The ITGC research teams have worked in Antarctica from November 2019 with fieldwork taking place until March 2020. Most researchers will travel through the US McMurdo research station, and then eastward to camps located near the Antarctic coast. The logistics are primarily hosted by the US Antarctic Program (USAP).

    This austral summer is the second of four field seasons. Five of ITGC’s eight research projects will be deployed in Antarctica focusing on different aspects of the glacier and its environment. This season’s expeditions will undertake work for several ITGC projects: Geological History Constraints on the Magnitude of Grounding-Line Retreat in the Thwaites Glacier System (GHC), Thwaites-Amundsen Regional Survey and Network Integrating Atmosphere-Ice-Ocean Processes (TARSAN), Melting at Thwaites grounding zone and its control on sea level (MELT), Thwaites Interdisciplinary Margin Evolution—The Role of Shear Margin Dynamics in the Future Evolution of Thwaites Drainage Basin (TIME) and Thwaites Offshore Research (THOR).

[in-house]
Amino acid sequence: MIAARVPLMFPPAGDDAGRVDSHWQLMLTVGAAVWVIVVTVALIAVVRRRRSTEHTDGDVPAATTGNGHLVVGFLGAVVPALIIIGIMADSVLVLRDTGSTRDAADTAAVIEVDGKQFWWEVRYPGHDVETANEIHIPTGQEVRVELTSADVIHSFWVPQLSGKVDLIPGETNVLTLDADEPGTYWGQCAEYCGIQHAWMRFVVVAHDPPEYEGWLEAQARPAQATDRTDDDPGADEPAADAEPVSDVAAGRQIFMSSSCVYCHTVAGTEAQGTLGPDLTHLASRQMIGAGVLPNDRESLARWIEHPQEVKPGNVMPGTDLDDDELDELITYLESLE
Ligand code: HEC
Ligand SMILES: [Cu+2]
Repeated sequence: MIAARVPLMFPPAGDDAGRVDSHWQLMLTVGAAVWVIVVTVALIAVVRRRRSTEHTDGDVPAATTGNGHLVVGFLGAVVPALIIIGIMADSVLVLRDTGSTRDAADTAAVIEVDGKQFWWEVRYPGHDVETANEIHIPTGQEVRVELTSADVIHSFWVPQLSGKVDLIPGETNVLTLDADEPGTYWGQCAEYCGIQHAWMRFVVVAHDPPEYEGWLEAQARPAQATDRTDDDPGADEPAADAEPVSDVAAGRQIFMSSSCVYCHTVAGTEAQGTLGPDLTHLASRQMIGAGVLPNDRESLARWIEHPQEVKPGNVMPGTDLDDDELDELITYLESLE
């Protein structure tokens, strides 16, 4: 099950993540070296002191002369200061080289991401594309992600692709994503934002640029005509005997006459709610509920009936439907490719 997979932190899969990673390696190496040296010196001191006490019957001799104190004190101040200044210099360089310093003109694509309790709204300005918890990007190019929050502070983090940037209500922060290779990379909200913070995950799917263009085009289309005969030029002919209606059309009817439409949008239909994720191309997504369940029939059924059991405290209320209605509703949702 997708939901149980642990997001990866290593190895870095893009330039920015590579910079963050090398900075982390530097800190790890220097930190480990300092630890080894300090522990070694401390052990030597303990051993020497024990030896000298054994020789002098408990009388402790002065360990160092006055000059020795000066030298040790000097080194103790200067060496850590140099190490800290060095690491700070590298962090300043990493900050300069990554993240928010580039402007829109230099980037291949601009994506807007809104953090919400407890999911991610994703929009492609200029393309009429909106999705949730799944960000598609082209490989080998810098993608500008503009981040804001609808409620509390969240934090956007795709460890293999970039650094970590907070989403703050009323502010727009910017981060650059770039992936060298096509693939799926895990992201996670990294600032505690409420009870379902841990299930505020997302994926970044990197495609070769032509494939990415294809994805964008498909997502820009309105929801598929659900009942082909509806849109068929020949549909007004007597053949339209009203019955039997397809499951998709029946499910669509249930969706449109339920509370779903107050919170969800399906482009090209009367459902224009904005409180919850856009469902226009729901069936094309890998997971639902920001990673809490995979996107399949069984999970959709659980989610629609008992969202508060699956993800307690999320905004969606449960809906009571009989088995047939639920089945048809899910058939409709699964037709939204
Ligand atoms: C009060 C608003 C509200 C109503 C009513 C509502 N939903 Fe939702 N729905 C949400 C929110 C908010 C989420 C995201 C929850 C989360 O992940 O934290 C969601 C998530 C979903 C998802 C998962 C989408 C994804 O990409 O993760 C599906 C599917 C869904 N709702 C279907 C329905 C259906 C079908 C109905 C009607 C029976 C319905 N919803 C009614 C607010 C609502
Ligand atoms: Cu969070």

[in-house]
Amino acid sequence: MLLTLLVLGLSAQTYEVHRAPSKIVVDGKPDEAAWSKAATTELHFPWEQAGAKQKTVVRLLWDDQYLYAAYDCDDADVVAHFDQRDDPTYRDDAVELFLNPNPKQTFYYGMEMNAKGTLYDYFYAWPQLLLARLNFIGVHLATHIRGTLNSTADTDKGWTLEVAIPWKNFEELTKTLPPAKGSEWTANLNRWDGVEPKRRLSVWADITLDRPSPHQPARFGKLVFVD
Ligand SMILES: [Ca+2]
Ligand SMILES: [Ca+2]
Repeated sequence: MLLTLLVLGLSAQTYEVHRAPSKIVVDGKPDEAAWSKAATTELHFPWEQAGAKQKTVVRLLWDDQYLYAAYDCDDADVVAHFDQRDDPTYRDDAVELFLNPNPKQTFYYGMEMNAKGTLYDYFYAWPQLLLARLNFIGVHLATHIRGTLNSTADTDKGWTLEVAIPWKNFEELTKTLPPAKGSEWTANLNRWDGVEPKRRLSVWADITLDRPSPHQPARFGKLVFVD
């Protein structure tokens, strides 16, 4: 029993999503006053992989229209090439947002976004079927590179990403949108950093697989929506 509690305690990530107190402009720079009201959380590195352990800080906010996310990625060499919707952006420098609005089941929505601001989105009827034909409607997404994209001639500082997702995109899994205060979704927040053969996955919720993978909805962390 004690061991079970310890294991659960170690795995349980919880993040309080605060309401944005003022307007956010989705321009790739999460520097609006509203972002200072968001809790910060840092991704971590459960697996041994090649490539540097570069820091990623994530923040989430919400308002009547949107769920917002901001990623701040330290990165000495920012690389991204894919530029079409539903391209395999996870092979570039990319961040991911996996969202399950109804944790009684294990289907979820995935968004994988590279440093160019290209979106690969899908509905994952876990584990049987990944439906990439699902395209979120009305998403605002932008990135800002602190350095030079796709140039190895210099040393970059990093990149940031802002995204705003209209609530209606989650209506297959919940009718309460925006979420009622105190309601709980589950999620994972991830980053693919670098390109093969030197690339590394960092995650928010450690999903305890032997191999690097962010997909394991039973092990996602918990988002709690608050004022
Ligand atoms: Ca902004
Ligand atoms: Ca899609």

Teams are staged at an existing camp on the ice called West Antarctic Ice Sheet Divide (WAIS Divide) while equipment is moved and surveys of surface conditions on Thwaites Glacier are conducted. Moving from WAIS Divide to six smaller research camps allows scientists to use a range of methods to investigate the region. The MELT team comprising glaciologists and engineers used hot water jets to drill through the ice at several sites, allowing them to deploy a suite of instruments, including the robotic AUV/ROV Icefin, to look at how the glacier interacts with the ocean and the underlying sediments. MELT and TARSAN are surveying the region using ice-penetrating radar and active seismic profiles. TARSAN is also using hot water jets to drill through the ice. They are also deploying multisensory stations called AMIGOS to study the ocean circulation underneath the floating ice shelf and the weather patterns to study the environmental factors that influence the structural stability ice shelf. MELT and TARSAN are surveying each region using ice-penetrating radar and active seismic profiles which provide key information on the shape of the ice and the ocean basin. A THOR researcher has retrieved a sediment core from beneath the ice through the holes drilled by the MELT and TARSAN teams.